Apart from Ulster there was no evidence of a widespread demand by Irish parents for second level education for girls prior to 1878. In its comments on the new Bill, the Irish Times concentrated on the
|... need for new reasonably cheap schools for the sons of struggling professional or business men.
Editorial, Irish Times, 27 June 1878.
But its attitude towards similarly placed girls was different.
|Woman is in her natural, most becoming and best place when at home.
Editorial, Irish Times, 21 June 1878.
When it became apparent that there would be complete equality for girls and boys in these examinations, Irish MPs sharply disagreed.
|The cry for Intermediate education in Ireland had no reference whatever to girls ... the education of boys is of much greater importance.
Isaac Butt, Leader of the Home Rule Party during the debate on the Intermediate Education (Ireland) Bill, House of Commons, 12 August 1878.
Catholic Bishops generally supported this attitude also and their leader Cardinal Cullen stated in 1878, that while boys in Intermediate schools would train for their future careers and occupations,
|... to which men only can aspire, girls went in a very different direction and required other sorts of training and teaching.
Cardinal Cullen, 1878.
Cardinal Cullen died in late 1878 and this left the Catholic bishops in disarray. Convent schools looking for guidance or permission from their bishops to enter the system were met with uncertainty and only seven convent schools featured on the first Results List in 1879.
|... I am perplexed by this very grave matter ... and instinctively recoil at the idea of having young girls subjected to public examinations.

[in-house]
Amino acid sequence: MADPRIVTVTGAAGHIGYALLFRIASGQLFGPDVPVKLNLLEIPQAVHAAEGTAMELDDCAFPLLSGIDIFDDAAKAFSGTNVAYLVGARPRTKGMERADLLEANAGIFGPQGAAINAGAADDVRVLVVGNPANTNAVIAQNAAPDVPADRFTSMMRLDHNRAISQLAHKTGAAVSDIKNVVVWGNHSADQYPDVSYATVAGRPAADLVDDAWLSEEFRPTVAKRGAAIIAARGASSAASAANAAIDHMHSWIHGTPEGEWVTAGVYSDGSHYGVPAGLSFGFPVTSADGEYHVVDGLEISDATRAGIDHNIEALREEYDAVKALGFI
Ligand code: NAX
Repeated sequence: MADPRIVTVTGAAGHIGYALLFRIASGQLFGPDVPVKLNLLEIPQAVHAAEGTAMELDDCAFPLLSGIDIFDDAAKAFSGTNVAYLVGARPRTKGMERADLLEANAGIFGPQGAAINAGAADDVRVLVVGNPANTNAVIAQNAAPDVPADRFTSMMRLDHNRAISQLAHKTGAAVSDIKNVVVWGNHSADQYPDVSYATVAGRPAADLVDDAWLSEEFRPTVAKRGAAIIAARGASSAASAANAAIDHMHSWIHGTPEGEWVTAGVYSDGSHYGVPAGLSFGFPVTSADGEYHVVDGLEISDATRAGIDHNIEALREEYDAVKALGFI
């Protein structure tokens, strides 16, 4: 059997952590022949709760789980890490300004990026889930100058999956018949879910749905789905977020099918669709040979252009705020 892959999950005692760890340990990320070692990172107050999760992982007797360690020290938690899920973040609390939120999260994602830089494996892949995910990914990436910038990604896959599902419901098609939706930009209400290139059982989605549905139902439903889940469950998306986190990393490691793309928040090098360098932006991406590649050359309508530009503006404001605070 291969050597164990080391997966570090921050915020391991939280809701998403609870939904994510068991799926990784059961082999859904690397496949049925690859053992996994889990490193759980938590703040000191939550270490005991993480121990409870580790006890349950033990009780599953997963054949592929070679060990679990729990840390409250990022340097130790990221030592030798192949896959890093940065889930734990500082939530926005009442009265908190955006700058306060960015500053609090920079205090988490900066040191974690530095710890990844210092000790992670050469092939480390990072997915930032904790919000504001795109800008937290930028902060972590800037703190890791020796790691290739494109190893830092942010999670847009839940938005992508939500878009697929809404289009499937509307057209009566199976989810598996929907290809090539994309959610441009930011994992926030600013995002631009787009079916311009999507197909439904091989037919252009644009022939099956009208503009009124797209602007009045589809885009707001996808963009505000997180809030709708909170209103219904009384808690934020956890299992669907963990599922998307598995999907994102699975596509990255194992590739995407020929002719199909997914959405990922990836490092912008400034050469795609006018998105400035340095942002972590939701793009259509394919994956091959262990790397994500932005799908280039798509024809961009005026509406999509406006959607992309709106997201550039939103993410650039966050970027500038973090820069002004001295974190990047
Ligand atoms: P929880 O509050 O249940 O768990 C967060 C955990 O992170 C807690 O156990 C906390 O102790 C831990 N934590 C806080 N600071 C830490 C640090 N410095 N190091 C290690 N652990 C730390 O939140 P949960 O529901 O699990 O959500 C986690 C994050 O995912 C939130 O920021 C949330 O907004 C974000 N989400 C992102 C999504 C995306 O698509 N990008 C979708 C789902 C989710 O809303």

The Bishop of Galway in a letter dated 21st Feb. 1879 to M.H. Mc Auliffe, Dominican Convent, Galway.
While many girl students did not enter for the Intermediate examinations, they did use the Intermediate textbooks in the various classes and the house examinations were based on them. This attitude towards the effect of public examinations on girls still remained among some of the clergy in the late 1880s as is clear from the following:
|The public examination of girls must, from the very nature of things, be conducted more or less at the expense of maidenly modesty ... They have to travel sometimes to distant 'centres' to mingle with strangers; in fact, they must rough it for a week or more without adequate protection.
Editorial, Irish Ecclesiastical Record, 1888.
Catholic boys' schools entered enthusiastically for these examinations however, as did both girls and boys from Protestant schools.
'It's the last time I'll sit behind a girl
at an examination - they don't seem
to know anything at all!'
Cartoon in Dublin Opinion,
mid 20th century